Racialization of Mexicans in the Nineteenth Century
Before I examine racial scripts that circulated during the long immigration debate era, I turn to the longer racialization of Mexicans in the U.S. so that we may establish which scripts emerged in the nineteenth century that may have effected the racialization of Mexicans into the twentieth century and beyond. After the U.S. War with Mexico (1846-1848), Mexicans entered the U.S. linked to two competing racial scripts: indigeneity and whiteness. The U.S. War with Mexico and the ideology of Manifest Destiny that justified it highlighted Mexicans' inferior racial position due to their indigenous roots. But in the aftermath of the war, under the Treaty of Guadalupe Hidalgo, Mexicans residing in the acquired territories were also extended U.S. citizenship, a privilege only extended to whites at the time. These conflicting scripts that simultaneously marked them as legally white but socially and culturally "other" and inferior would serve to complicate their status for generations to come.
Moreover, Mexicans were entering a nation at a time when other racial scripts were already in circulation and were written into the very fabric of American society. Racial difference had been codified in U.S. founding documents. The Naturalization Act of 1790 deemed only those considered "free white persons" to be eligible for naturalization. U.S. citizenship. In addition, the Constitution continued to allow for slavery, including the importation of slaves until 1808 (Section 9, Article I), while the fugitive slave clause (Section 2, Article IV) required escaped slaves be returned to their owners. Moreover, for taxation purposes, whites were counted as "whole persons," but indigenous peoples were dismissed simply as "Indians not taxed" and slaves counted as "three fifths of all other Persons" (Section 3, Article I).
The systematic and institutionalized racism directed at blacks and Indians in relation to citizenship, property, and systems of unfreedom meant that when Mexicans were forcibly incorporated into the U.S., they were already stepping onto an uneven playing field. With this kind of ideological and institutional framework, racial scripts that deemed racialized bodies as inferior were easily transferred to Mexicans once white Americans began to come into regular contact with them in the 1810s and 1820s, especially during the 1830s during the Texas War of Independence from Mexico, and then again, of course, during the actual war with Mexico, as well as in the framing of the Treaty of Guadalupe Hidalgo.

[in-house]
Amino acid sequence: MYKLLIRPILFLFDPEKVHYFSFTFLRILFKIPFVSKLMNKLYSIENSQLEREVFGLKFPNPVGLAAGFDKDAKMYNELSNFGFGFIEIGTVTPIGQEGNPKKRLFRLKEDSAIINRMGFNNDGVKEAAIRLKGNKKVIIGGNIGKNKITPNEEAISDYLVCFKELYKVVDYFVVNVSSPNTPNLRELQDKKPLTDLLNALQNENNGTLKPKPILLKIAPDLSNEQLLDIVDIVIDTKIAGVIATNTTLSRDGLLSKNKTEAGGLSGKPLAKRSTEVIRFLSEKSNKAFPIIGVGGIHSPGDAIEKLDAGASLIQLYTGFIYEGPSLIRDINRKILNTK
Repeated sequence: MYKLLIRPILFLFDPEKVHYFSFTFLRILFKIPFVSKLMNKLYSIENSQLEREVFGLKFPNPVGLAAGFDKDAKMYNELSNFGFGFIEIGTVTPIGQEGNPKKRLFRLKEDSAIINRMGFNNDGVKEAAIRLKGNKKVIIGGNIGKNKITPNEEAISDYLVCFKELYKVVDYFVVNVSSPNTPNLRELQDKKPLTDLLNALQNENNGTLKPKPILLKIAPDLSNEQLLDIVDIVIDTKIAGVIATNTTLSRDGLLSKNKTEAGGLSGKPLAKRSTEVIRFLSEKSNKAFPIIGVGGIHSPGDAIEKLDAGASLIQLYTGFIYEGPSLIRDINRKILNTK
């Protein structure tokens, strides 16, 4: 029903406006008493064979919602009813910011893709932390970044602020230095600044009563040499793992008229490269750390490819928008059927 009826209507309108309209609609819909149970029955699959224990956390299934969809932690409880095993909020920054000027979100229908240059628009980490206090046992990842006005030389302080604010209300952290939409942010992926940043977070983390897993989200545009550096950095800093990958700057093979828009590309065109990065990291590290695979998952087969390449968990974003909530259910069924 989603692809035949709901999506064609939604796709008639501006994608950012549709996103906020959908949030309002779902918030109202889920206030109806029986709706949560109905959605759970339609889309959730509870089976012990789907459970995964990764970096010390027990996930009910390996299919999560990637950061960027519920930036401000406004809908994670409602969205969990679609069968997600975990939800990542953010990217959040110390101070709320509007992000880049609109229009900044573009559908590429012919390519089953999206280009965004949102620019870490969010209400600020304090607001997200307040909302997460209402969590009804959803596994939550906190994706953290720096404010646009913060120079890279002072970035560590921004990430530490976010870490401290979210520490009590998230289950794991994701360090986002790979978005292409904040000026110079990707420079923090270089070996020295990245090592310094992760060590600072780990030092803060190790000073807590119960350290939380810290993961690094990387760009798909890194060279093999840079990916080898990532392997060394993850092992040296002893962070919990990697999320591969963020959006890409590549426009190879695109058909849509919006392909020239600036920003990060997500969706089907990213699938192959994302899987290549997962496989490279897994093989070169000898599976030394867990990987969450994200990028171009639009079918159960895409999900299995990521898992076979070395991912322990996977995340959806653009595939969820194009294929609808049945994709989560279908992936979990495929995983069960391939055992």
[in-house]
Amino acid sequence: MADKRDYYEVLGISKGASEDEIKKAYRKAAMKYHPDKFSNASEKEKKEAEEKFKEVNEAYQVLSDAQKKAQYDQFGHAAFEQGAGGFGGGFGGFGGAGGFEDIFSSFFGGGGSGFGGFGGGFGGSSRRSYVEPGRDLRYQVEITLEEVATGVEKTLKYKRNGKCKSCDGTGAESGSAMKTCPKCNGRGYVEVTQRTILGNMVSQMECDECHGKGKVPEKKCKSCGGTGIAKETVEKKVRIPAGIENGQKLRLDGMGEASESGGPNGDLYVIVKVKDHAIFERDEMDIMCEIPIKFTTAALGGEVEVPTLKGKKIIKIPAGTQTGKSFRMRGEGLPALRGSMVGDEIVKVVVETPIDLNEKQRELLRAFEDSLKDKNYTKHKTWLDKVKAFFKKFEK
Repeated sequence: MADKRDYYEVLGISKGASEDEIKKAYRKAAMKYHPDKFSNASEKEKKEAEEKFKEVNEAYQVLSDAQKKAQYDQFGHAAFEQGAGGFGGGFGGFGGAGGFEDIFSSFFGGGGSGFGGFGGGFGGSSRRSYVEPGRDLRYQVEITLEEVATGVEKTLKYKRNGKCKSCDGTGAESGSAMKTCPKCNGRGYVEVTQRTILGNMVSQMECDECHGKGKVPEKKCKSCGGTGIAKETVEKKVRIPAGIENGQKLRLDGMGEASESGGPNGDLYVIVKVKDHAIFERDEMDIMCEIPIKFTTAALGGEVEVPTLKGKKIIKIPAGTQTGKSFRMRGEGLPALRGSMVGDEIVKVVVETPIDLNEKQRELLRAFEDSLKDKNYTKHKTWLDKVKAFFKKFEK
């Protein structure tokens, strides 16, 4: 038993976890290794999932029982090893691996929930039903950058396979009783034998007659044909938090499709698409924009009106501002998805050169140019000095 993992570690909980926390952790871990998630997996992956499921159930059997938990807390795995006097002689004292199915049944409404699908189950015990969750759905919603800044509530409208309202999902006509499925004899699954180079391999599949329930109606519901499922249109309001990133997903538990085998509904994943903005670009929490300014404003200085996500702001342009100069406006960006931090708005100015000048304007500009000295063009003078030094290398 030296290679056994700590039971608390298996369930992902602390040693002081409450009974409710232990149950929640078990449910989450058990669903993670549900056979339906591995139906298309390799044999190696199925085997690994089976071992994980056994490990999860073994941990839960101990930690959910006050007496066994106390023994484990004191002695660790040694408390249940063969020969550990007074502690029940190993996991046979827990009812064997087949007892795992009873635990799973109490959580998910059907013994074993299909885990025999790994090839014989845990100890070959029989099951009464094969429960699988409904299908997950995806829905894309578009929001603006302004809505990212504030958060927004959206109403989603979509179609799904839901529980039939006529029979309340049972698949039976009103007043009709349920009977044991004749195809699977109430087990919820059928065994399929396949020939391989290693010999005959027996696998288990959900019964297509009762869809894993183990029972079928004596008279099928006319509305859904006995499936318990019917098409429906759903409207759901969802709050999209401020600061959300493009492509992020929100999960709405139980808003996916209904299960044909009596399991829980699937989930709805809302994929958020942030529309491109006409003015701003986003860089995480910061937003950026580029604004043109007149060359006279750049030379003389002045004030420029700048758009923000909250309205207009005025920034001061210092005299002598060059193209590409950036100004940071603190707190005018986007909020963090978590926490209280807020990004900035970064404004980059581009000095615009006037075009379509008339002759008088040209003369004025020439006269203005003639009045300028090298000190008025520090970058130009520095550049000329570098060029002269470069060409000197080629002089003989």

Indigenous Racial Scripts
Manifest Destiny was a phrase used by politicians, officials, and journalists beginning in the 1840s to justify westward expansion. As an ideology, it expressed a belief that those who were taking over the lands were spreading democratic institutions for those who were not capable of self-government. Jingoistic politicians, journalists, writers, and citizens alike singled out Native Americans especially, and those of non-European origin generally, as not fit for self-government. Furthermore, they argued that Native Americans would eventually disappear in the Southwest after the U.S. takeover because they were not as biologically fit as Americans.
These claims extended to Mexicans because their indigenous heritage marked them as racially backward. Thus, Manifest Destiny served as a rallying cry to justify the U.S. War with Mexico. The United States saw it as a just war because they considered Mexico to be unfit to keep her lands. To white Americans, Mexico's largely feudal political economy was viewed as backwards and justified their dispossession. Interestingly, the notion that Mexicans were racially inferior (and, in addition, Catholic) contributed to anti-imperialist politics. In other words, some Americans preferred to leave Mexico's land off limits if doing so meant incorporating non-white bodies into the nation.14 As such, Manifest Destiny is inherently a racial ideology in that it pivots on ideas of who is deemed worthy of access to resources and fit for citizenship.15